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Tiny Guide to Non Fancy Node

A tiny guide to non fancy, high-value Node.js things. Because we're folks that want to build fun things, rather than spending time fighting our tools.


Node.js is a truly neat piece of software. It has one of the largest programming communities, and somehow both a very low barrier to entry and a high skill cap. Picking Node as the hammer in your programming toolbox is not a bad choice.

Node can be a little overwhelming though. Because of the low barrier to entry for both writing and publishing software, it can sometimes become hard to find exactly what you need. That's why this tiny guide exists: a little set of opinions to help guide you in the vast world of Node.

Obviously other people will have different opinions, and that's cool. This is what I've found to work for me, over the years. It's fine if we disagree. But there might be a chance you'll find this works for you too.

Disclaimer: If you disagree enough to get angry at this guide, I urge you to take a breath, step back and reconsider. Feel free to write your own guide; hell - having more perspectives and resources is a great thing! Remember that kindness matters

Programming style

There's style, and there's syntax. Generally discussions about punctuation and other linting things are boring, so use standard and worry about solving actual problems instead. standard --fix will even take care of formatting code for you; it's been around for a while and generally gets the job done.

language version

ES3 is generally all you need. Really? Yup, really. The Array methods in ES5 are nice, and template strings are useful - but that's it. var is performant, and flexible. callbacks are the unifying interface for asynchronous programming, and for-loops are about as fast as you'll get. Using a tiny subset of the language makes your code stable, readable and predictable. Exactly the way we like it.


Don't bother with import, it's unstable. require() has worked since the dawn of Node, and works reliably for any scenario you can come up with. And no need to worry about "tree shaking" / "dead code elimination" - unless you've got extremely complicated applications it won't matter. At that point you'll probably have much larger problems to worry about.


We don't need 13 different types of functions. Using function foo () {} will cover all your bases. Yup, even arrow functions aren't worth it - we aim for boring; and removing arguments and this from arrow functions makes arrow functions weird and hard to debug.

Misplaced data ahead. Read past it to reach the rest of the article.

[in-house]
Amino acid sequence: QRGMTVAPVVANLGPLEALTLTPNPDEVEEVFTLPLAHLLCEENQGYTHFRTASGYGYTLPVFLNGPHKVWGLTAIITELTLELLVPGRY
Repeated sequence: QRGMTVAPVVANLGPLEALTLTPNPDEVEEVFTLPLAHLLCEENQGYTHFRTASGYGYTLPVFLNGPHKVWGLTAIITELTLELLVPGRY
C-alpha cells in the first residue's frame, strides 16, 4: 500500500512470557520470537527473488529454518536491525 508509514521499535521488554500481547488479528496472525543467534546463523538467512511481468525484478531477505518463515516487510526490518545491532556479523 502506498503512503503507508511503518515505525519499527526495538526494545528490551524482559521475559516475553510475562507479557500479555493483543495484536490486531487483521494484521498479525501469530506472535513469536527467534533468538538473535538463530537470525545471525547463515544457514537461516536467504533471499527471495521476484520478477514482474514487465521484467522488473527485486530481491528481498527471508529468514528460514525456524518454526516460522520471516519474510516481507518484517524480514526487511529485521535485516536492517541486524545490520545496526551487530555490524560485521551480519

Callbacks are your ticket. They're fast, easy to reason about and easy to debug. If you ever find yourself struggling with them, consider naming and splitting them. Other paradigms build on top of callbacks and will probably make things more complicated. For example by ignoring error handling in examples, swallowing errors all together or far worse. You want errors to be predictable.

Speaking of errors: use throw to crash and burn your program (e.g. programmer errors, for example a wrong type) and use callbacks for expected errors (e.g. oops, wrong input - try again).

The feross/run-* family of packages is truly wonderful. They'll give you virtually all you need for working with callbacks efficiently. There's also map-limit which is my go-to hammer when needing to run an array of things, in series, parallel or something in between.

If you ever need composable async in Node, consider using streams. The streams2 API isn't pretty, but it's worth learning. Streams can be passed around synchronously and will send data from one place to another. They're ideal for creating composable, reusable APIs. Check out mississippi on GitHub to learn more about good streams packages.


The Test Anything Protocol (TAP) has existed for years, and works in almost every language. tape is the way to use it in Node. Don't worry about fancy (Promise based) parallel test runners; if they provide any measurable performance improvement then your code is probably too complicated in the first place. Instead consider removing all IO from your tests for example.

If you want pretty printing for TAP, use tap. If you want code coverage reporting, use nyc.

Use dependency-check to make sure you didn't miss any deps. greenkeeper is neat if you maintain applications.